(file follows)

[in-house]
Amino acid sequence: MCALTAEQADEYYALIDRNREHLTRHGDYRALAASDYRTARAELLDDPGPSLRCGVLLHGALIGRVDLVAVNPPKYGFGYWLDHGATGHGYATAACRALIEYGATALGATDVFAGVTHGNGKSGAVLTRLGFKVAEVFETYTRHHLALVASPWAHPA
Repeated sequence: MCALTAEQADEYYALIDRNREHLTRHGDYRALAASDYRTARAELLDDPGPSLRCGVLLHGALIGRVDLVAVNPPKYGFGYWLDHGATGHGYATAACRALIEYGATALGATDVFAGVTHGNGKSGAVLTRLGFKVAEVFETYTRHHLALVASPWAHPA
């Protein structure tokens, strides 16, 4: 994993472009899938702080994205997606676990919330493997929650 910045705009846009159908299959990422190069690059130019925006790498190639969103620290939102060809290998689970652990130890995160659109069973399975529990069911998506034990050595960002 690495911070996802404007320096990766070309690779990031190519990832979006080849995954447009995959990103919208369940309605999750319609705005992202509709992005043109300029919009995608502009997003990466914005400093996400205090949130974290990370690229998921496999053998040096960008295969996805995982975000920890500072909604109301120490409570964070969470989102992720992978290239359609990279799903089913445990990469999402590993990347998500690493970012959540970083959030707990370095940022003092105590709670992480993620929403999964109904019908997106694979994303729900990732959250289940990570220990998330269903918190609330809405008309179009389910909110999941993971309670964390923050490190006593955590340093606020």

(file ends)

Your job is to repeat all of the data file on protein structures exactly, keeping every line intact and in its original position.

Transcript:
[in-house]
Amino acid sequence: MCALTAEQADEYYALIDRNREHLTRHGDYRALAASDYRTARAELLDDPGPSLRCGVLLHGALIGRVDLVAVNPPKYGFGYWLDHGATGHGYATAACRALIEYGATALGATDVFAGVTHGNGKSGAVLTRLGFKVAEVFETYTRHHLALVASPWAHPA
Repeated sequence: MCALTAEQADEYYALIDRNREHLTRHGDYRALAASDYRTARAELLDDPGPSLRCGVLLHGALIGRVDLVAVNPPKYGFGYWLDHGATGHGYATAACRALIEYGATALGATDVFAGVTHGNGKSGAVLTRLGFKVAEVFETYTRHHLALVASPWAHPA
């Protein structure tokens, strides 16, 4: 994993472009899938702080994205997606676990919330493997929650 910045705009846009159908299959990422190069690059130019925006790498190639969103620290939102060809290998689970652990130890995160659109069973399975529990069911998506034990050595960002 690495911070996802404007320096990766070309690779990031190519990832979006080849995954447009995959990103919208369940309605999750319609705005992202509709992005043109300029919009995608502009997003990466914005400093996400205090949130974290990370690229998921496999053998040096960008295969996805995982975000920890500072909604109301120490409570964070969470989102992720992978290239359609990279799903089913445990990469999402590993990347998500690493970012959540970083959030707990370095940022003092105590709670992480993620929403999964109904019908997106694979994303729900990732959250289940990570220990998330269903918190609330809405008309179009389910909110999941993971309670964390923050490190006593955590340093606020």